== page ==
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# Delta Gamma Approximation using Taylor formula

#### jyothi1965

##### New Member
Hi David

This is pretty obvious one, but then I thought it would be useful to check your views on this:

As you would have seen, the second part of the formula for D-G approx (.5)*Gamma*(Stockprice^2 is approximated to (delta + gamma) by Meissner in Chap 6 (assigned reading). He calls this as "trading practice"

In a typical FRM question I am sure there will be two choices with both these methods!!! Which one will be the right answer?

Further what I find weird is that he has extended the concept of delta and gamma to credit assets (what does this mean) and comes up with credit delta and credit gamma!! ...weird I thought that deltas and gammas apply to options, so is he talking of bond options. (same chapter as the above)

Or he is talking of (duration + convexity) and calling it a sophisticated new fangled term!!!!

Jyothi

#### David Harper CFA FRM

##### David Harper CFA FRM
Staff member
Subscriber
Hi Jyothi,

Yes, I only worry that you know too much for the exam . This is important, the test will only use the Meissner approximation, as evidenced by the example workouts:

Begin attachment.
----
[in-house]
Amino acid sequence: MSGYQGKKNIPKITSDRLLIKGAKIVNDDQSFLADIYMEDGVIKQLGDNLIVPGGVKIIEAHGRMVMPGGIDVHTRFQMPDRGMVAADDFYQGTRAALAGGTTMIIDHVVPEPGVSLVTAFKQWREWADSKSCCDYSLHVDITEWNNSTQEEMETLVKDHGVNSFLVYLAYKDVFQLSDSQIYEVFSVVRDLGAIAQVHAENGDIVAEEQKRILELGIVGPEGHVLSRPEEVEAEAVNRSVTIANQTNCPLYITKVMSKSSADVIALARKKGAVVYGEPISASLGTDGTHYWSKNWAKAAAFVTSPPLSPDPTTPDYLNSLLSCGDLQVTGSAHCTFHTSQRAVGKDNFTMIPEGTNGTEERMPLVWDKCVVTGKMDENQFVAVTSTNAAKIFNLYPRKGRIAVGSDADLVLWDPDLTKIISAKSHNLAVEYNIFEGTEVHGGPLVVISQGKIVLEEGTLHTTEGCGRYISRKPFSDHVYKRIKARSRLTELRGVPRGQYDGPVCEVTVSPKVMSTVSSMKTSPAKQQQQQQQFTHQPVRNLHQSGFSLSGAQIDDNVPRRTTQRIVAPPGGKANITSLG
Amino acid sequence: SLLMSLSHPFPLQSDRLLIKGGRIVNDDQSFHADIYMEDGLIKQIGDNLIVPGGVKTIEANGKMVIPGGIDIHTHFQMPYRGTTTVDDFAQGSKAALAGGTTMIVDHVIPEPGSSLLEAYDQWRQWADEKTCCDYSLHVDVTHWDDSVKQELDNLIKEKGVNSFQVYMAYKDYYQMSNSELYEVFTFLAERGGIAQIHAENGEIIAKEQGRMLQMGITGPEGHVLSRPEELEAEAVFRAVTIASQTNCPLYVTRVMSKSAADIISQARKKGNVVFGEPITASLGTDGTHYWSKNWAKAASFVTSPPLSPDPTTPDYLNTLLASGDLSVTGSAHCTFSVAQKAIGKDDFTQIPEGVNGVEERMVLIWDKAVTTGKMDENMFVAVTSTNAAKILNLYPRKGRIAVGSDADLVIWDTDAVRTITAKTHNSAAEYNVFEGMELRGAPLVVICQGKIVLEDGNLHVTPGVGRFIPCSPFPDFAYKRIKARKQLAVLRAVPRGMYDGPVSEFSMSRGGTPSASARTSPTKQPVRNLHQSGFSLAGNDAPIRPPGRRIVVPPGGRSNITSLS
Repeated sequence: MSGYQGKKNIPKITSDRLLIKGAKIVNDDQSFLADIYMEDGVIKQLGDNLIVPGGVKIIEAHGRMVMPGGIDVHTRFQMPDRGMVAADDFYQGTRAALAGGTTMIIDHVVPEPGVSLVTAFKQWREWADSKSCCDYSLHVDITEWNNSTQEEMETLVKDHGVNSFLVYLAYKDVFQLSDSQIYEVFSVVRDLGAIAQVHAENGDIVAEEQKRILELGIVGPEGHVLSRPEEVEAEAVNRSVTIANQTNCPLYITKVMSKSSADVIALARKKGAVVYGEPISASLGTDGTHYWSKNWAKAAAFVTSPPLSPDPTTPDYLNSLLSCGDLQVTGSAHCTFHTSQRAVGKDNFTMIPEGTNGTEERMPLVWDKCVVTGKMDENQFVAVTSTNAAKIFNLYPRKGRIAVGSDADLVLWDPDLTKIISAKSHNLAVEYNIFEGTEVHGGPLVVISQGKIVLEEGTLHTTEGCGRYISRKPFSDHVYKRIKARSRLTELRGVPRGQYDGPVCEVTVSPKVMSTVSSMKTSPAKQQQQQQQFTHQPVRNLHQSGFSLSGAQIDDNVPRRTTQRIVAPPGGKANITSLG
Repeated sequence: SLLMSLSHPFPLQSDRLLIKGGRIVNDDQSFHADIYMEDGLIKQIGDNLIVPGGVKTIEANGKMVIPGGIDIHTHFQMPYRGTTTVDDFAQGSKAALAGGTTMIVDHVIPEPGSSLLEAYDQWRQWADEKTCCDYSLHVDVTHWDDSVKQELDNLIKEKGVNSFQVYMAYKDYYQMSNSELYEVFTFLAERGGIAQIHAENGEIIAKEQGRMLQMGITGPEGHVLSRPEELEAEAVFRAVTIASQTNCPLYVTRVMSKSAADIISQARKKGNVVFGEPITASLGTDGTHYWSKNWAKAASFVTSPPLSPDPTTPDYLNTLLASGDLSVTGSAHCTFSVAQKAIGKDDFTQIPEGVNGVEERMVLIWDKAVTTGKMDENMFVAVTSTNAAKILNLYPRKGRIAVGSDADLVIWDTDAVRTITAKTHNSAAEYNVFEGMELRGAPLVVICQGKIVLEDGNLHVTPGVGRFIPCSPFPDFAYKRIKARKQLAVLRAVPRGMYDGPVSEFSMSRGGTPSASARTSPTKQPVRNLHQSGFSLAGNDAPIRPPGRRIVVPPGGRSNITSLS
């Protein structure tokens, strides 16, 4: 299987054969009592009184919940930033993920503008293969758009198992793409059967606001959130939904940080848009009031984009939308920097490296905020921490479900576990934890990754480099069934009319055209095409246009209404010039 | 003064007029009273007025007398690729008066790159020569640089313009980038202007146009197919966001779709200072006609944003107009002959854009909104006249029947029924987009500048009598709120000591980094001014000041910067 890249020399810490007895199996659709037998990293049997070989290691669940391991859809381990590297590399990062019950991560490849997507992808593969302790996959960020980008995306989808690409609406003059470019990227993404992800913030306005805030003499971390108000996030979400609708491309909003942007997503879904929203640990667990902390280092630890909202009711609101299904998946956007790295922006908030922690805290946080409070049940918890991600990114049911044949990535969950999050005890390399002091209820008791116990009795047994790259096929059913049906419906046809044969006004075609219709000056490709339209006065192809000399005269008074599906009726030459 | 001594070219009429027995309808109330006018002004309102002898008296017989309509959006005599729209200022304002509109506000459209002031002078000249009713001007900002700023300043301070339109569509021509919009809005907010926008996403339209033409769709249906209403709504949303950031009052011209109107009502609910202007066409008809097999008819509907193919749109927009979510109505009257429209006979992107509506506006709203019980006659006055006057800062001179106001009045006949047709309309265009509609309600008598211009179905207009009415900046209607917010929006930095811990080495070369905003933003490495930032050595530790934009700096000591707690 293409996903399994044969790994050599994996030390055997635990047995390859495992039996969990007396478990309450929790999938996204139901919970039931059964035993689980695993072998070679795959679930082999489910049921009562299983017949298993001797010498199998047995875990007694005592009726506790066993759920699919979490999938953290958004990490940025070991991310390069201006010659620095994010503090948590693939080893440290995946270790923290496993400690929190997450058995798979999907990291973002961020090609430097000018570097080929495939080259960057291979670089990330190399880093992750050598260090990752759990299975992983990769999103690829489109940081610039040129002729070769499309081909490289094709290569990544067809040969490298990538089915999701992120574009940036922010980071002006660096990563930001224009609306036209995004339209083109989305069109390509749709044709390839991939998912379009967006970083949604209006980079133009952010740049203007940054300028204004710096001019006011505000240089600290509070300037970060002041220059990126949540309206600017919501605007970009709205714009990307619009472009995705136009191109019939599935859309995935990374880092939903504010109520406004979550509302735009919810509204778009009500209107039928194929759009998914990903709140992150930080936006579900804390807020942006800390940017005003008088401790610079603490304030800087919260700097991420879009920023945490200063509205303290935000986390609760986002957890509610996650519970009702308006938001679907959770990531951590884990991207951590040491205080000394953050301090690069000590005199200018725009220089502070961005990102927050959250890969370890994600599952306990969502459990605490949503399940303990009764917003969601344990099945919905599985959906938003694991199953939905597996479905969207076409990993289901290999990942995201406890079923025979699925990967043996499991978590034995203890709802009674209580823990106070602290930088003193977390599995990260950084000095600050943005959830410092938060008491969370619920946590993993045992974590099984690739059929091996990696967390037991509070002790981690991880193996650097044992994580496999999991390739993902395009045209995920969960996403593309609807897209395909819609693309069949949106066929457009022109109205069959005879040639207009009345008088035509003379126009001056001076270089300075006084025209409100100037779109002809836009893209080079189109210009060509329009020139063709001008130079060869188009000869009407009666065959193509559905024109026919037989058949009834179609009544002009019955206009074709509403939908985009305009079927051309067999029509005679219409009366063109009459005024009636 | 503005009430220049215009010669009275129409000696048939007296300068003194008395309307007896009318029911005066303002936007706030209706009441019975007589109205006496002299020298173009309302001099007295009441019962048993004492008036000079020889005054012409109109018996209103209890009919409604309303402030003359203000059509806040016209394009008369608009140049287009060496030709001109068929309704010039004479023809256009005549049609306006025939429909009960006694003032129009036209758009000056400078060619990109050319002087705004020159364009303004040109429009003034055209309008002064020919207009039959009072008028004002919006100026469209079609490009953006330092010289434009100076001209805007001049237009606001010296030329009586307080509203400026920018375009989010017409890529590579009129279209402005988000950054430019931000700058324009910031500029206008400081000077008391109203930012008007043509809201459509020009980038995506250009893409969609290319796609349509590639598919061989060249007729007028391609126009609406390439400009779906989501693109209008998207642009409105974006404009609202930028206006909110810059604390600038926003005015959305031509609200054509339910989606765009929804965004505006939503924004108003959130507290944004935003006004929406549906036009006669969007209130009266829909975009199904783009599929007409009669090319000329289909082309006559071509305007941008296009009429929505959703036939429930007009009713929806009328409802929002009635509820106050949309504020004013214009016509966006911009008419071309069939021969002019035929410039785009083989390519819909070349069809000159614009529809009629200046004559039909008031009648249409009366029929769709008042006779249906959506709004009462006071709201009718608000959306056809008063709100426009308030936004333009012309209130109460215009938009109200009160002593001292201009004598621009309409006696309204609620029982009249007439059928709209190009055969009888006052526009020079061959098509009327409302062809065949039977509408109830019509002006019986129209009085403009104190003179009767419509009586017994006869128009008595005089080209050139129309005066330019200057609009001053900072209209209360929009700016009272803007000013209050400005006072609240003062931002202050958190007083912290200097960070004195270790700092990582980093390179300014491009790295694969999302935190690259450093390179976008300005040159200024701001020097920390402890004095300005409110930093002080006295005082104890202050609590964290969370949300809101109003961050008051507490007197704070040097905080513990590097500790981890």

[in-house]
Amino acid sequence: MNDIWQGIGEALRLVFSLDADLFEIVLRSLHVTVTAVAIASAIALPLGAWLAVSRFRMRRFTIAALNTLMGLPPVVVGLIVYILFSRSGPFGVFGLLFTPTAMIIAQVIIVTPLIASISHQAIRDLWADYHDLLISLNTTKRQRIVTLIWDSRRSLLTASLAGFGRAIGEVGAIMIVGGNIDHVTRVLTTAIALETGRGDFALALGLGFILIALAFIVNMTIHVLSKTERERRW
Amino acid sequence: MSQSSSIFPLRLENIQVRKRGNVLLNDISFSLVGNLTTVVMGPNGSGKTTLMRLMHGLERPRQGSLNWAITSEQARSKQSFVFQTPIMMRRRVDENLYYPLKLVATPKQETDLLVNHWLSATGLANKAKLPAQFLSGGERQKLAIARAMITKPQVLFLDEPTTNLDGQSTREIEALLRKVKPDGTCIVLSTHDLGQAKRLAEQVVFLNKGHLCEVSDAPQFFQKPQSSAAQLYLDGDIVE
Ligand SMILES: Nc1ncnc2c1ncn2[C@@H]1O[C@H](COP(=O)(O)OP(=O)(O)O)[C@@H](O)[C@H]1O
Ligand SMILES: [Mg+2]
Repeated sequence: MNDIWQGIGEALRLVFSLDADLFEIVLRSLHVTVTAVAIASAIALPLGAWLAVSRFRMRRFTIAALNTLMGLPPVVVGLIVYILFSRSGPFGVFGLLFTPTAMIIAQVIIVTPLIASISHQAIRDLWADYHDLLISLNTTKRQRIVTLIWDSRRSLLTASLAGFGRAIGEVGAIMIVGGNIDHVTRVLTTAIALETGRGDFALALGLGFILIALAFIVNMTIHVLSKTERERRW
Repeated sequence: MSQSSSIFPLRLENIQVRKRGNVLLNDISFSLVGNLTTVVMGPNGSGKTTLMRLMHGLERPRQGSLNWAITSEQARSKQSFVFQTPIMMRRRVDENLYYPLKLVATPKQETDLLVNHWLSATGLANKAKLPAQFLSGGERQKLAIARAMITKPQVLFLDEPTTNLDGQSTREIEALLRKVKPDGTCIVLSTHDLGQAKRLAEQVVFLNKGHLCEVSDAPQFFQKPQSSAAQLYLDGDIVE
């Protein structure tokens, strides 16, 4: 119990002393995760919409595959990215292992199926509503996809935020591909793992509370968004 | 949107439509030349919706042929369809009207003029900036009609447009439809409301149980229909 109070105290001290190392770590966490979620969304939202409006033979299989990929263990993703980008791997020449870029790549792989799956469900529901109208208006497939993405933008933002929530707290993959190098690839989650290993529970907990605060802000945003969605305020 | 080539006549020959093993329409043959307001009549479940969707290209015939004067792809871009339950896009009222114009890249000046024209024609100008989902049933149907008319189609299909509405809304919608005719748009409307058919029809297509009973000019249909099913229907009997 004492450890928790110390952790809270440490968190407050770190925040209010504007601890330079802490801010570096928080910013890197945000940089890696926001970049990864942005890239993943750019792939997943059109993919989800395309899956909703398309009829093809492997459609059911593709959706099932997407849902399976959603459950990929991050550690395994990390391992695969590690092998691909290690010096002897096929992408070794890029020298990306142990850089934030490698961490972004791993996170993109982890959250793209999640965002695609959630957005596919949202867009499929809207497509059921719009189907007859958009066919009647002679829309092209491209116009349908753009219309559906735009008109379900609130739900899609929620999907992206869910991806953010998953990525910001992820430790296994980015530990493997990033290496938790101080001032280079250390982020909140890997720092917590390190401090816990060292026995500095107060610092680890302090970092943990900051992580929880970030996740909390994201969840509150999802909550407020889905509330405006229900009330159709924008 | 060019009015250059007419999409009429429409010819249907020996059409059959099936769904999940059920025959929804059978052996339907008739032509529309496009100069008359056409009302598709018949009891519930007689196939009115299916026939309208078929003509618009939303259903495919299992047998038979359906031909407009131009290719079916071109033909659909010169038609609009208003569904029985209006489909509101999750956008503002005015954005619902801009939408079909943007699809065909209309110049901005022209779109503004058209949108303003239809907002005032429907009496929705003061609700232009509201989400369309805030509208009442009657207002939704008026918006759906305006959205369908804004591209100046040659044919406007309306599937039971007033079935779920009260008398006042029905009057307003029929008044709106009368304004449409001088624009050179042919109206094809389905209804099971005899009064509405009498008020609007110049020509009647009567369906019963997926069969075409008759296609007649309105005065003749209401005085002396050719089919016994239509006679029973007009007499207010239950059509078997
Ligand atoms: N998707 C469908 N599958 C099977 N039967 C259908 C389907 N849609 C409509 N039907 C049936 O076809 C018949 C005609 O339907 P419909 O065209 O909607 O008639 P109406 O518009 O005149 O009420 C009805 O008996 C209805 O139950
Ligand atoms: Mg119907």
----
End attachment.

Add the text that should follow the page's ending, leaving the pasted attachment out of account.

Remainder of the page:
http://www.bionicturtle.com/images/forum/betaStar.jpg

The Taylor series is an approximation. The (delta + gamma) is an approximation on same: an approximation of an approximation. It would NOT be incorrect to use, instead, (0.5)(Gamma) but the test here will ONLY use the above approximation.

On language, delta is really a mathematical thing, a first derivative. Gamma, a second derivative. So, they can find application on any x-y relationship. Duration is the bond manifestation; Option delta is the option manifestation; Marginal VaR is the portfolio VaR manifestation of delta (i.e., change in VaR for a given position/component change)...so, delta doesn't subscribe to a particular asset class...i would think of it as showing up whenever the price-variable relationship is nonlinear. (in a linear relationship, delta is constant and gamma = 0)

David